Distribution map of Amazophrynella javierbustamantei sp. n. in Peru. Holotype locality in square orange, 5 Guacamayo Creek, Department Madre de Dios. Paratypes localities in white circles 1 Tsoroja, Department Junin 2 Mapi, Department Cusco 3 Camana, Department Cusco 4 Inambari, Department Madre de Dios 6 Los Amigos Biological Station, Department Madre de Dios 7 Explorer’s Inn, Department Madre de Dios.


The species is named after Dr. Javier Bustamante, a Peruvian residing in United States, to whom we dedicate this species in recognition of his friendship and support of herpetological taxonomy and systematics research and amphibian conservation in Peru.


Taxonomic reviews of Amazonian amphibians suggests that morphological characters are too conservative to permit delimiting species since closely related species share similar morphologies, and amphibians in general are morphologically conservative (e.g., Elmer et al. 2007; Fouquet et al. 2007c; Funk et al. 2011; Padial et al. 2009). Thus, the use of integrative techniques in taxonomy is revolutionizing the identification and delimitation of species based on independent lines of evolutionary evidence (Dayrat 2005; Padial and De la Riva 2009). The use of an integrative approach not only allows for the discovery and delimitation of new species, it also helps us to understand the mechanism of species formation. Thus, integrative taxonomy allows us to have a better understanding of the true scope of anuran diversity in the Amazon, and it allows us to better understand the processes that generated this biodiversity.

The taxonomic ambiguity surrounding the name A. minuta and to a lesser extent A. bokermanni resulted in a severe underestimation of the taxonomic diversity of this genus. Since the descriptions of A. minuta in 1941 and A. bokermanni in 1993, the taxonomy of the genus has not been revised, leading to misdiagnoses of other species as either A. minuta or A. bokermanni due to the relatively generalized descriptions of these taxa. Three publications since 2012 (Ávila et al. 2012; Rojas et al. 2014, 2015) described four new species, increasing the taxonomic diversity of the genus by 200%. All four species were previously classified as populations of a single species with a large distribution (A. minuta sensu lato). Although striking, the severe underestimation of taxonomic diversity observed in Amazophrynella and the existence of multiple lineages in Amazophrynella minuta is nothing particular to this group. Examples of other Amazonian species complexes include Rhinella margaritifera and Scinax ruber, Pristimantis ockendeni, Pristimantis fenestratus, Engystomops petersi, Hybsiboas fasciatus, Dendropsophus minutus and Osteocephalus taurinus (Fouquet et al. 2007; Elmer and Canatella 2008; Padial et al. 2009; Funk et al. 2011; Caminer and Ron 2014; Gehara et al. 2014, Jungfer et al. 2013).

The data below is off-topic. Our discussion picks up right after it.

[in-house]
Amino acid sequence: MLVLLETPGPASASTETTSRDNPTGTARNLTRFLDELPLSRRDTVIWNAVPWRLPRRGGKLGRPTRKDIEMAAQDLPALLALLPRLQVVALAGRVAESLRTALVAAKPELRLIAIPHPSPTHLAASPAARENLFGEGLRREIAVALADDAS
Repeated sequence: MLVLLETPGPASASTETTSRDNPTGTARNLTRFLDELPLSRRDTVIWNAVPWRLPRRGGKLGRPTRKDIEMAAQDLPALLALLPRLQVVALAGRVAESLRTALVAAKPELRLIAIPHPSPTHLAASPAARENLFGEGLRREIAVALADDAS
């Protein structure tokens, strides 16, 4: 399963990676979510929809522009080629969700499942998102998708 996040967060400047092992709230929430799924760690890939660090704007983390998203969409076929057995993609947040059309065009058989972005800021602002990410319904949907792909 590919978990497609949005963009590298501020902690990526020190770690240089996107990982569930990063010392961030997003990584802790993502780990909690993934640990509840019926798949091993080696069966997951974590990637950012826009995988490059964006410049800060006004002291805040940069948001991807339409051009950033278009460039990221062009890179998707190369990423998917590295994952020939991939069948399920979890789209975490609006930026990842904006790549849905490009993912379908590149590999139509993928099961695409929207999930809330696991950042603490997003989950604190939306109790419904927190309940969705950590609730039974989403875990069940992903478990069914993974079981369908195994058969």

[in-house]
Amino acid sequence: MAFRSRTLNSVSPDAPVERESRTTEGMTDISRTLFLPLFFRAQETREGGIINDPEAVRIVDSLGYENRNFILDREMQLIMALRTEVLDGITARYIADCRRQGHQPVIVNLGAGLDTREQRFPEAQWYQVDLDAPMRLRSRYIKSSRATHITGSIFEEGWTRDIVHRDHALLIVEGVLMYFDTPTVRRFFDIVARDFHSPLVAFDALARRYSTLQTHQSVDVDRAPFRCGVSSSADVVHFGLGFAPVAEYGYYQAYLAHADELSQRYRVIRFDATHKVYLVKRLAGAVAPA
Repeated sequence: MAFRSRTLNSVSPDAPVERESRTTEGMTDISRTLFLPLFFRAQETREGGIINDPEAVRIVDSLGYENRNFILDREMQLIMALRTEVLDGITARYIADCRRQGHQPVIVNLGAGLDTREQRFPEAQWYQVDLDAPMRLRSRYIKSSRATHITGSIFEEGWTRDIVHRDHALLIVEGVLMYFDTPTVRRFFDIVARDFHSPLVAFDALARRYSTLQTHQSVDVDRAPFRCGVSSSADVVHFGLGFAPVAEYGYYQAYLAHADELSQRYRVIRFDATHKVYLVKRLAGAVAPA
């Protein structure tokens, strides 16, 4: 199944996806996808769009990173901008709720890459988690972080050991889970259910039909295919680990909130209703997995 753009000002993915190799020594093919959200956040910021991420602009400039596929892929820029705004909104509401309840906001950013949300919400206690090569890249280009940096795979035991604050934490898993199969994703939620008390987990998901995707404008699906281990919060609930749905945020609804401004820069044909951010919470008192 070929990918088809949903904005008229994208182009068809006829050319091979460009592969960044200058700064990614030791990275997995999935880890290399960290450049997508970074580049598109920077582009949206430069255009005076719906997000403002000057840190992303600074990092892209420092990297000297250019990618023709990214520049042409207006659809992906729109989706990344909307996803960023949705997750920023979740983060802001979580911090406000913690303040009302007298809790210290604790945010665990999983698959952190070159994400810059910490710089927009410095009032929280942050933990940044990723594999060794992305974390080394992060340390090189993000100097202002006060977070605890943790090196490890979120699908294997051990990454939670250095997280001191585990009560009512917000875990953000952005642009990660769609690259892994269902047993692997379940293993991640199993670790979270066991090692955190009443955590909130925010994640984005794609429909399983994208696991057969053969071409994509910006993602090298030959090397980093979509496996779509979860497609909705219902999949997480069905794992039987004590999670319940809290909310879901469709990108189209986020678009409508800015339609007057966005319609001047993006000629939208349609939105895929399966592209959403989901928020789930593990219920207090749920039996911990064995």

The descriptions by Rojas et al. (2014, 2015) were based, in part, on diagnostic characters observed in the 16S rDNA. This gene is widely used as a DNA barcode for amphibians, for reliable species identification (Vences et al. 2005, Fouquet et al. 2007), for evaluating monophyly of species and for discovering divergent lineages (Padial et al. 2009, Crawford et al. 2010; Padial et al. 2010 and Padial et al. 2012). Based on 16S rDNA analyses, we also have evidence that A. bokermanni and A. vote represent species complexes (RRRZ, personal observation). This observation is in addition to the existence of the two candidate species of Amazophrynella already observed in previous analyses: one from the Guiana Shield (A. sp. aff. manaos), sister taxon of A. manaos, and another from Ecuador (A. sp. aff. minuta), sister taxon of A. minuta sensu stricto (Fig. 1). Although the taxonomic status of these candidate species will need to be confirmed using morphological and bioacoustics data, it is clear that even with the recent descriptions, the taxonomic diversity of the genus remains underestimated.

While part of our evidence for the existence of the new species as well as those described previously by Rojas et al. (2014, 2015) comes from the use of molecular data, the descriptions make use of other data types and non-molecular diagnoses. Thus these undiscovered lineages were not truly cryptic (morphologically cryptic), but rather the result of poor taxonomic knowledge of the group. In this respect, the genus Amazophrynella again is not the exception, but rather the norm.

The new species A. javierbustamantei sp. n. is clearly differentiated in multivariate morphometric space from the other members of the Amazophrynella minuta “species group” (A. minuta, A. amazonicola and A. matses). Together with the description of Amazophrynella javierbustamantei sp. n. we also provide advertisement call. Amazophrynella javierbustamantei sp. n. is only the second species of the genus for which an advertisement call is known and recorded (see Duellman 1978). Acoustics can provide evidence of potentially new species with behavioral or premating isolating mechanisms (e.g. De la Riva et al. 1997; Gerhardt 1998; Simões et al. 2008, Padial and De la Riva 2009; Padial et al. 2012), thus providing evidence of evolutionary mechanisms that contributed to the species diversity of the genus Amazophrynella.